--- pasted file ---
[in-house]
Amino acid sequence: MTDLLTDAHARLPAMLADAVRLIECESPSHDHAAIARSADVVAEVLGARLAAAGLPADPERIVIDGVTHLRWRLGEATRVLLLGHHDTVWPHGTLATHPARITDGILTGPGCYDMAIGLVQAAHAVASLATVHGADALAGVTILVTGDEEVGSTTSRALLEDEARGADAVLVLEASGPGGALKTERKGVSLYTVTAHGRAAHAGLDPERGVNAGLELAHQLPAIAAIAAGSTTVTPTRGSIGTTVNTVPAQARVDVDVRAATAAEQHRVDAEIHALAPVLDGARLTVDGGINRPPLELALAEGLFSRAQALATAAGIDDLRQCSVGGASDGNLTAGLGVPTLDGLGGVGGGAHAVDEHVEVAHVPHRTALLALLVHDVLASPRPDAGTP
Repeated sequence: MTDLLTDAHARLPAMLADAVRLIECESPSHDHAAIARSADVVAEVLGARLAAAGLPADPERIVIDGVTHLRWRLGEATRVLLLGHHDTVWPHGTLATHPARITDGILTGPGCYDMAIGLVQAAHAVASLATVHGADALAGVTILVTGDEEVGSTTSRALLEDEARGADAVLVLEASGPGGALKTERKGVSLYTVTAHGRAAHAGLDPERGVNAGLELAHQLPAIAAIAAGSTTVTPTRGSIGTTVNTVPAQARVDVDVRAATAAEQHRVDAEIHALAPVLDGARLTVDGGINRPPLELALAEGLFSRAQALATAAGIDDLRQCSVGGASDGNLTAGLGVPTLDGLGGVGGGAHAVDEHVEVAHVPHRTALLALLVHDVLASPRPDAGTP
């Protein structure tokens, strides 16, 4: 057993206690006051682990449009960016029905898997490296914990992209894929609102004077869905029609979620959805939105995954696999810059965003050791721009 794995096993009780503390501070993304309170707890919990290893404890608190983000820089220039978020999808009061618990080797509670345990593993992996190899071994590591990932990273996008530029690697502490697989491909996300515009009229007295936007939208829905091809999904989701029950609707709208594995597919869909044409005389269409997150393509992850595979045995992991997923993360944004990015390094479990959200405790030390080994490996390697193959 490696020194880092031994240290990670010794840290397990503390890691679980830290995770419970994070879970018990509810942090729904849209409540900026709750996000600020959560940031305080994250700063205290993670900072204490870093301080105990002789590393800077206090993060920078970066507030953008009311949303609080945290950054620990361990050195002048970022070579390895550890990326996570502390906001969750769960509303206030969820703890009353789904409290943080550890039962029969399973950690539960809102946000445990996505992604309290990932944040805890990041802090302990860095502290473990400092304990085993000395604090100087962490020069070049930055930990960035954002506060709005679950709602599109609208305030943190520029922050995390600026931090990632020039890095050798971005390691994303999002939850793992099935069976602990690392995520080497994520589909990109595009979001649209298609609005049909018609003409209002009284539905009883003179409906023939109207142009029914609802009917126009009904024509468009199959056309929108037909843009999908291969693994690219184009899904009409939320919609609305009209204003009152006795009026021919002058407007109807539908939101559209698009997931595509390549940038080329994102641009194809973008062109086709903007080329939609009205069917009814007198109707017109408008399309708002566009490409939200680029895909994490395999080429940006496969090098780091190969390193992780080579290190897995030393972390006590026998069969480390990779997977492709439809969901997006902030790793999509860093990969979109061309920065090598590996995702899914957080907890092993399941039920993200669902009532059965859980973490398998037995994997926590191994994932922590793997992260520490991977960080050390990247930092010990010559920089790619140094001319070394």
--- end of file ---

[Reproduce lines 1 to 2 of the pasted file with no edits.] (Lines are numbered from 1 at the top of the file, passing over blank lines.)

[in-house]
Amino acid sequence: MTDLLTDAHARLPAMLADAVRLIECESPSHDHAAIARSADVVAEVLGARLAAAGLPADPERIVIDGVTHLRWRLGEATRVLLLGHHDTVWPHGTLATHPARITDGILTGPGCYDMAIGLVQAAHAVASLATVHGADALAGVTILVTGDEEVGSTTSRALLEDEARGADAVLVLEASGPGGALKTERKGVSLYTVTAHGRAAHAGLDPERGVNAGLELAHQLPAIAAIAAGSTTVTPTRGSIGTTVNTVPAQARVDVDVRAATAAEQHRVDAEIHALAPVLDGARLTVDGGINRPPLELALAEGLFSRAQALATAAGIDDLRQCSVGGASDGNLTAGLGVPTLDGLGGVGGGAHAVDEHVEVAHVPHRTALLALLVHDVLASPRPDAGTP